Laleham Gap School
Catchment Area, Reviews and Key Information

Primary & Secondary
Post 16
Special school

Ozengell Place
CT12 6FH
4 - 17
Foundation special school
4 1 1 2 3 4
Ofsted Inspection
Full Report - All Reports

Special schools provide a unique and distinctive educational environment to meet the needs of the pupils in their community. Undertaking standard tests may not be appropriate and we do not show performance data for special schools.

View exam results via the link below and contact the school to ask about measuring pupil progress.

A Parent's Guide to Choosing a Special School


Happiness Rating

Ofsted Parent View

Pupil/Teacher ratio
Persistent Absence
Pupils first language
not English
Free school meals

School Description

The leadership team has maintained the good quality of education in the school since the last inspection. Since taking up your appointment in January 2017, you have wasted no time in setting out your vision and completing the groundwork required to move the school forward. You work collegiately with the various members of your senior leadership team. Together, you have reassessed the school’s strengths and identified the key areas leaders will need to improve for the school to become outstanding. With the support and well-judged guidance of the governing body, and in partnership with the local authority, you have created the capacity for the school to improve rapidly in the future. Our classroom visits showed the school to be a happy place, where pupils enjoy learning and make good progress. Relationships are strong. Teaching and support staff know pupils very well and have a clear understanding of both their academic, and social and emotional needs. Relationships between pupils are also strong, as witnessed in an art lesson where pupils evaluated each other’s work, clearly articulating their opinions in a mature and forthright manner. Pupils were happy to share their work with inspectors. Most were able to tell inspectors very clearly about what they were learning, and why. This included children in Reception, who were happy to tell me about their favourite song, ‘Bingo’, and how they enjoy learning about ‘words’. At the time of the last inspection, inspectors highlighted the many strengths of the school, including that senior leaders had a clear vision and accurate view of the school’s strengths, and that good teaching ensured that all groups of pupils were making good progress. They also identified the need for leaders to ensure that teachers planned lessons to fully meet the needs of all pupils, and that teaching assistants should be used more effectively to support learning. Leaders have dealt with these matters successfully. Both inspectors witnessed support staff making effective interventions to consolidate or enhance learning. Modelling the transfer of energy in a science lesson and the widespread use of targeted questioning to confirm understanding, or add further challenge, were good examples of this. Classroom visits confirmed that teachers plan learning to meet the needs of pupils of all abilities, and that the levels of expectation are appropriate most of the time. Since the last inspection, leaders have continued the important process of selfevaluation. Since your arrival, this has quite rightly been given a very high priority. You were able to explain clearly the school’s many strengths, as well as the areas that need to be developed. Your work in partnership with other special schools to enhance systems to assess pupils’ academic progress and social and emotional development is going well, although is not yet complete. We agreed that developing middle leaders’ understanding of their strategic role in improving all aspects of the school should be a key priority going forward. You agreed with me that sharing the good practice and teaching expertise already in the school, including between different key stages, will help improve the quality of teaching, learning and assessment to become outstanding. Safeguarding is effective. Arrangements to safeguard pupils are effective. Policies, procedures and systems are robust and day-to-day routines are comprehensive. The single central record of staff checks is sound. Staff training is thorough and up to date and has recently focused on key national priorities. The school’s culture to protect children and keep staff and pupils safe is well developed. Pupils told inspectors that they feel safe in school and that they trust staff to deal with their concerns. The vast majority of parents who used the online parent questionnaire agree that their children are safe at the school. However, there have been some valid concerns raised by parents and staff about various aspects of the new school site. Leaders are working urgently in partnership with the Education and Skills Funding Agency and the contractors to address these concerns. Inspection findings Most pupils are making good or better progress in a range of subjects from their different starting points. School leaders track the progress of pupils well. Progress meetings are held at regular intervals to allow leaders and teaching staff to identify pupils who are in danger of falling behind. Revised systems to assess and monitor pupils’ progress are effective, but need more time to embed. Classroom visits showed pupils to be making good progress over time. Scrutiny of books and teachers’ own systems to track progress and identify gaps in learning showed evidence of pupils making good or better progress. In some cases, it was also clear to see the small steps of progress pupils were making as inspectors looked on. However, occasionally teachers’ expectations were not high enough, because pupils found the work they were doing too easy. The curriculum meets the needs of pupils well. In the primary phase, the topicbased curriculum engages pupils well. Combining subjects into one topic theme creates capacity in the timetable. It also allows teachers and support staff, including speech and language therapists, to focus on language skills, while enabling pupils to make the connections required to consolidate their learning. Pupils in the secondary phase of the school benefit from a bespoke curriculum which evolves year on year. This enables teachers to address the specific needs of each cohort, so that the correct balance between subject knowledge and developing life and language skills can be maintained. Enrichment opportunities, including contributing to local art exhibitions, or residential trips to face the excitement and challenge of outdoor adventurous activities, are all well established as part of the wider curriculum. The school’s provision for pupils from disadvantaged backgrounds is strong. Leaders and governors monitor the progress of disadvantaged pupils well. As a result, staff are very focused on ensuring that these pupils make the progress required. Additional support and interventions are put in place when needed, including extra sessions with occupational or speech and language therapists if required. School leaders have been successful at reducing the rates of absence of disadvantaged pupils this year. This is particularly the case with persistent absence, which has fallen significantly. Next steps for the school Leaders and those responsible for governance should ensure that: the roles of middle leaders are further developed, so that middle leaders have more of an impact on improving the quality of teaching and learning systems to assess and monitor pupils’ progress are further developed, so that they become a fully effective tool for teachers and leaders to improve outcomes for pupils good practice evident in classrooms is shared, so that it has a positive impact on improving the quality of teaching, learning and assessment across all phases of the school further enhancements to improve the environment and security of the school’s site are completed without delay. I am copying this letter to the chair of the governing body, the regional schools commissioner and the director of children’s services for Kent. This letter will be published on the Ofsted website.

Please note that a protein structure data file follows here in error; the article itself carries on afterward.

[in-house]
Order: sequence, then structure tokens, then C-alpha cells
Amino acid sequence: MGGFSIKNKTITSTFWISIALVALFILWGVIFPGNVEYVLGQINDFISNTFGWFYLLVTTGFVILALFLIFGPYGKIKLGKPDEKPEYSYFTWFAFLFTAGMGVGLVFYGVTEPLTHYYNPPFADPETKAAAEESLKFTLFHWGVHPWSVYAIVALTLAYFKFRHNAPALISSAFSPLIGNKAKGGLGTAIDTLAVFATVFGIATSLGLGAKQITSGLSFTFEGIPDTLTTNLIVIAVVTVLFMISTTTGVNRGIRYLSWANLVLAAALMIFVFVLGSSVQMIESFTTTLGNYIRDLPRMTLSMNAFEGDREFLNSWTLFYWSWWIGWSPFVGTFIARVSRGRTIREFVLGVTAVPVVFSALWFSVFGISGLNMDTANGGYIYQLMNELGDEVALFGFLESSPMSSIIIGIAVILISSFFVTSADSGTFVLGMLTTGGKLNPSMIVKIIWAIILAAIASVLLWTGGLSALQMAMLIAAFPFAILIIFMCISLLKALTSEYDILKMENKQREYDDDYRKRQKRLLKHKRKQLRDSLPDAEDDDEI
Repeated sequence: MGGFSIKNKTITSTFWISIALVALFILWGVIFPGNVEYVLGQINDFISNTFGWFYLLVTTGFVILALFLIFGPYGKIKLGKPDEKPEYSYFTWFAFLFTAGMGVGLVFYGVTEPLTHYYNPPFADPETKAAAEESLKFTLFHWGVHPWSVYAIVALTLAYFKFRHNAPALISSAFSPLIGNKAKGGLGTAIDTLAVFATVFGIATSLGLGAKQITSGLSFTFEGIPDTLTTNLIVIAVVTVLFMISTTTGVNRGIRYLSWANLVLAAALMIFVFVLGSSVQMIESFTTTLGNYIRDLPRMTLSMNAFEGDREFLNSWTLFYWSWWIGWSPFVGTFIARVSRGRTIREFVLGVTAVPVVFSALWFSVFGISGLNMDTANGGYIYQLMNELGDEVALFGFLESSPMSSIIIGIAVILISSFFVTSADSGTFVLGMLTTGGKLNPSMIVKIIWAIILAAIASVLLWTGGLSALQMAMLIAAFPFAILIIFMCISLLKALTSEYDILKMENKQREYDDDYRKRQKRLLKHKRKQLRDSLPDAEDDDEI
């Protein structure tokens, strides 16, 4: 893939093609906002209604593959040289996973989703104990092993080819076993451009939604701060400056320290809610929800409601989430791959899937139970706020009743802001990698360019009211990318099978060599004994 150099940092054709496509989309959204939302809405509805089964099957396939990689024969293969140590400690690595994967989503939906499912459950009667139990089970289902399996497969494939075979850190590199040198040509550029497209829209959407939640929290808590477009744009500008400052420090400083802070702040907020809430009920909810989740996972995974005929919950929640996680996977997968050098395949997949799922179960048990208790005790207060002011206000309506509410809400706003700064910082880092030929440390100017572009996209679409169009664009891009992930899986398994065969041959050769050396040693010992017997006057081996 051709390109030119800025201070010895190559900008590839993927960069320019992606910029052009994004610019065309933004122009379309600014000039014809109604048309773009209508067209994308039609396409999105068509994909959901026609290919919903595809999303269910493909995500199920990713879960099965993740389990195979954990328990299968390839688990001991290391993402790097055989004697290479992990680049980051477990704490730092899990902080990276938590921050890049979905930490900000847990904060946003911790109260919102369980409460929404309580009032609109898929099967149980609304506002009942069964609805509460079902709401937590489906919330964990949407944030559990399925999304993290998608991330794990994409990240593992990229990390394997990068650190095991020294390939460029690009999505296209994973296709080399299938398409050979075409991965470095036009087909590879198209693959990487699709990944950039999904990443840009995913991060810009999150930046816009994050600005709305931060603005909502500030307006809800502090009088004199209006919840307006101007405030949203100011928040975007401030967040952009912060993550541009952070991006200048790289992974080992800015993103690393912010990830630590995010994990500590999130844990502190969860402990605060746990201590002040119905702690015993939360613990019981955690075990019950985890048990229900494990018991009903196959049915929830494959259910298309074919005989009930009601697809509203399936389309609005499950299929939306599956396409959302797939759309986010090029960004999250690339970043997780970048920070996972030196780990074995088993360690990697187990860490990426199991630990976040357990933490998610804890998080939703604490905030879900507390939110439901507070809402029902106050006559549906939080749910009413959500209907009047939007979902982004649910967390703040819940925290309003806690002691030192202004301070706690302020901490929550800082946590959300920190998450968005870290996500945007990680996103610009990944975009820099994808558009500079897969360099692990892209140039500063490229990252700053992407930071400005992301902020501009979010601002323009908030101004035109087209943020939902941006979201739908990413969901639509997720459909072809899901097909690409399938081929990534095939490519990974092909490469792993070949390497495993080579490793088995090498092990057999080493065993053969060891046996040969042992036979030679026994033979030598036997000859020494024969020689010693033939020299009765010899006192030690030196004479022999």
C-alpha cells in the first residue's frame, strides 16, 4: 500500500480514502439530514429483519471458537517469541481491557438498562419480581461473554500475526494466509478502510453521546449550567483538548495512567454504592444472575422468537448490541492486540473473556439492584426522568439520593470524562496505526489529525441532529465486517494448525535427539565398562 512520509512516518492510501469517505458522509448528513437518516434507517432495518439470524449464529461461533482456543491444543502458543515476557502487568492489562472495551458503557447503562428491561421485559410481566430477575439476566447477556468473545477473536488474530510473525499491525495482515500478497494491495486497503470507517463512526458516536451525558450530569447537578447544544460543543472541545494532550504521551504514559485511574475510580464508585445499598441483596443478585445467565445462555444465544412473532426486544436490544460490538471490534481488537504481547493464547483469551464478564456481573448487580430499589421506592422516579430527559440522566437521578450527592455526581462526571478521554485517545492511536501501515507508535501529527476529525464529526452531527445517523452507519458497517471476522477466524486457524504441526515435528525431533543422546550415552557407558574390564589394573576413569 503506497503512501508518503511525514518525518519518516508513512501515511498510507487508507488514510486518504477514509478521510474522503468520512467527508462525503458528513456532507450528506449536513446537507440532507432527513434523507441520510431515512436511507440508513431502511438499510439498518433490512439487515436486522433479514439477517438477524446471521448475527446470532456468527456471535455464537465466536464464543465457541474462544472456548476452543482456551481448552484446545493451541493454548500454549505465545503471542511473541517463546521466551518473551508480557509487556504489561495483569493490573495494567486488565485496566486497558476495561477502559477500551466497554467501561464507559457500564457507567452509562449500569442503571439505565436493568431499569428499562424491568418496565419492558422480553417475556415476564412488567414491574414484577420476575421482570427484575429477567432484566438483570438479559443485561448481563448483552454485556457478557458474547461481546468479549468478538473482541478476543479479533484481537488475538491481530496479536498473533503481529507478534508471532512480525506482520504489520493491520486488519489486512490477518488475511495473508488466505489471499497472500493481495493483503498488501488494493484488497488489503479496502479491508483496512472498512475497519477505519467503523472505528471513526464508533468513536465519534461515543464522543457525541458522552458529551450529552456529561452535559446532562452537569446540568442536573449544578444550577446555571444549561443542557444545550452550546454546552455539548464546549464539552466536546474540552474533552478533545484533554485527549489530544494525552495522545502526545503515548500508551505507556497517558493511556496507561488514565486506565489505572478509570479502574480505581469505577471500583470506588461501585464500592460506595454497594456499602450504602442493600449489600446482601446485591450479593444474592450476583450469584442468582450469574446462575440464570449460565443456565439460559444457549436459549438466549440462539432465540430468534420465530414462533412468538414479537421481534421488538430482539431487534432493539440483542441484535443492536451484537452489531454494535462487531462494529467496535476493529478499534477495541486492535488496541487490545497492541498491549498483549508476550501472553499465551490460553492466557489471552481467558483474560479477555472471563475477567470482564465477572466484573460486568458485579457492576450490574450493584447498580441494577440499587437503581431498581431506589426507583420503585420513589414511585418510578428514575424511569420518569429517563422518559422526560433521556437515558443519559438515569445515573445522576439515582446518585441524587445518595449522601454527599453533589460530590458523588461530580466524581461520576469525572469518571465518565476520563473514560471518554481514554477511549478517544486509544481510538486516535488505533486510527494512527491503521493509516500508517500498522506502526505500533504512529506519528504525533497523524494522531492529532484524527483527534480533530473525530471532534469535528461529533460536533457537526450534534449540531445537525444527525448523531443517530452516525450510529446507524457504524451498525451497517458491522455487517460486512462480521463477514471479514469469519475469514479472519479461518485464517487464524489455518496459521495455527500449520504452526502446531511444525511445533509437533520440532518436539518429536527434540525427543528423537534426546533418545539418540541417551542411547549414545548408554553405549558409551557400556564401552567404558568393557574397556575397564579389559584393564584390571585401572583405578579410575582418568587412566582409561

Laleham Gap School Catchment Area Map

This pupil heat map shows where pupils currently attending the school live.

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heatmap example
All attending pupils
National School Census Data 2020
Pupil heat map key

How many pupils attending the school live in the area?


The concentration of pupils shows likelihood of admission based on distance criteria

03000 41 21 21

This School Guide heat map has been plotted using official pupil data taken from the last School Census collected by the Department for Education. It is a visualisation of where pupils lived at the time of the annual School Census.

Our heat maps use groups of postcodes, not individual postcodes, and have naturally soft edges. All pupils are included in the mapping (i.e. children with siblings already at the school, high priority pupils and selective and/or religious admissions) but we may have removed statistical ‘outliers’ with more remote postcodes that do not reflect majority admissions.

For some schools, the heat map may be a useful indicator of the catchment area but our heat maps are not the same as catchment area maps. Catchment area maps, published by the school or local authority, are based on geographical admissions criteria and show actual cut-off distances and pre-defined catchment areas for a single admission year.

This information is provided as a guide only. The areas from which pupils are admitted to a school can change from year to year to reflect the number of siblings and pupils admitted under high priority admissions criteria.

3 steps to help parents gather catchment information for a school:

  1. Look at our school catchment area guide for more information on heat maps. They give a useful indicator of the general areas that admit pupils to the school. This visualisation is based on all attending pupils present at the time of the annual School Census.
  2. Use the link to the Local Authority Contact (above) to find catchment area information based on a single admission year. This is very important if you are considering applying to a school.
  3. On each school page, use the link to visit the school website and find information on individual school admissions criteria. Geographical criteria are only applied after pupils have been admitted on higher priority criteria such as Looked After Children, SEN, siblings, etc.